What official statistics do exist about the farm murders? Scroll down this page. But … retain your scepticism. There is something puzzling here. In recent years the number of the farm attacks has slightly diminished (with 14%) according to these police statistics. But the number of murders involved has mysteriously gone missing. How could this be explained? An acquaintance of mine from SA’s Northwest Province (I can’t disclose further details than that) explained it to me as follows:-
It is an understatement to say that the police’s new farm attack statistics are governmentally “approved”. It’s also a pity that the only thing that really interests us, the murders, have been removed - the more so because there are reports now that farm attacks are getting more brutal than ever.
Btw, another indication that the official statistics are unreliable is that Interpol’s global murder figures for South Africa are approximately double the number of “recorded murders”. And bear in mind that the farm murder rate is FOUR times the official South African murder average. If the South African government denies a correlation of 400%, they are in urgent need of a course in statistics.
The white Boer, the Afrikaner farmer, is easily the highest at-risk group for murder on Earth ... 310 in 100,000 per year actually. By comparison, in London the yearly probability of getting murdered is 3 in 100,000. The world’s foremost authority on genocide, Dr Gregory Stanton of “Genocide Watch”, has recognised the seriousness of the Boer genocide in his 2002 report.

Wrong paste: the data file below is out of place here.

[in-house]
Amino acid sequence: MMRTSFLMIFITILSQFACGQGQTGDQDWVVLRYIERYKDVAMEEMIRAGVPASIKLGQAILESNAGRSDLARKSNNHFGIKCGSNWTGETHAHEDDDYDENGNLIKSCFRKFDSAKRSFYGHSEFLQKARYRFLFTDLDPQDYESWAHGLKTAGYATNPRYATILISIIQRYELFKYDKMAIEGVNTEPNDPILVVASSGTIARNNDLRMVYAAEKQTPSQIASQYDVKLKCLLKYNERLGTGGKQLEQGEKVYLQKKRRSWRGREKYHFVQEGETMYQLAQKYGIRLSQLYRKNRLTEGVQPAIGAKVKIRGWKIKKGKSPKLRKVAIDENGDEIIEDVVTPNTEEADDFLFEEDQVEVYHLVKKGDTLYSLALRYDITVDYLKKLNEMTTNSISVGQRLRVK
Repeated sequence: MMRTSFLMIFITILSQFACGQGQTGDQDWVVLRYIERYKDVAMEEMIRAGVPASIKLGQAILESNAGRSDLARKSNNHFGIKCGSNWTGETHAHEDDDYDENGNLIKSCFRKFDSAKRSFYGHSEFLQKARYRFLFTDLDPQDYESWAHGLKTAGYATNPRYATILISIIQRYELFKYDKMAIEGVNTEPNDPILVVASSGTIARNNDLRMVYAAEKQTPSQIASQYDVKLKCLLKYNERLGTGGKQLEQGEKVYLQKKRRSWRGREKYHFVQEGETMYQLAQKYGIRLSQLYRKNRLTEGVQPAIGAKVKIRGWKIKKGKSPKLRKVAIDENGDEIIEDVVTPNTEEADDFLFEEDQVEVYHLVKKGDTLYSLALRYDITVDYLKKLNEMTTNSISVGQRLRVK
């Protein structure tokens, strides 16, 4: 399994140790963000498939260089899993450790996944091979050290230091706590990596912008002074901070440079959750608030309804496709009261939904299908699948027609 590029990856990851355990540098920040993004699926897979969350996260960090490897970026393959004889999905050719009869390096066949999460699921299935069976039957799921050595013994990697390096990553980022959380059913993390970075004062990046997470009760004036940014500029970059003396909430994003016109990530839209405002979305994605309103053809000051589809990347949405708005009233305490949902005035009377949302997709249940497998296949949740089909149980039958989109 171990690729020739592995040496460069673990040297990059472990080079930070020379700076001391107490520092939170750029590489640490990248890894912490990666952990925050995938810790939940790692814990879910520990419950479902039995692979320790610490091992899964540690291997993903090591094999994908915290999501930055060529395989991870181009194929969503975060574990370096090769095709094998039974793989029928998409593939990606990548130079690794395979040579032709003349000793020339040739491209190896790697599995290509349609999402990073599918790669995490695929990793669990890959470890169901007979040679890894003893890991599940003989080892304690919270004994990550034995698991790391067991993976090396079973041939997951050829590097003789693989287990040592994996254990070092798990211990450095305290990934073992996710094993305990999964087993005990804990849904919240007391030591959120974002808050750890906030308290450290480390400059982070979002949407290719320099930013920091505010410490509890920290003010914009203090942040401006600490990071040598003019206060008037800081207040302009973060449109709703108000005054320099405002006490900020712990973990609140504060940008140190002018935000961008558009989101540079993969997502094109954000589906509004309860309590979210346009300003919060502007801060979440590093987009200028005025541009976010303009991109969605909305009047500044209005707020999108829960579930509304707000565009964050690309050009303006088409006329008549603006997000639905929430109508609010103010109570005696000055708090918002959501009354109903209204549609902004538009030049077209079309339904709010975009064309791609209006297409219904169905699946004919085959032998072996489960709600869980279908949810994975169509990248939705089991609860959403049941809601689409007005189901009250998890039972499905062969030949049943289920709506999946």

South Africa’s blacks, and especially the ANC youth, still sing the old ANC resistance song “Kill The Boer”. In this they have their purposes. But in the wider world there has been an important shift in the meaning of that word “Boer”. In German, ein Bauer is nothing but a farmer. In the Boer War more than a century ago the word implied a fighter. And under the apartheid regime it became the generic name for the apartheid government and its apartheid army … the apartheid army that was the immediate enemy of the ANC guerrillas. Singing “Kill The Boer”, in fact, meant “kill the apartheid soldier”. However, now the Boer is once again merely a farmer and nothing more. He is a man who works hard with his hands and with few words and whose children now ponder emigrating (though that is difficult - Afrikaners are no colonials and have no mother land to which to return).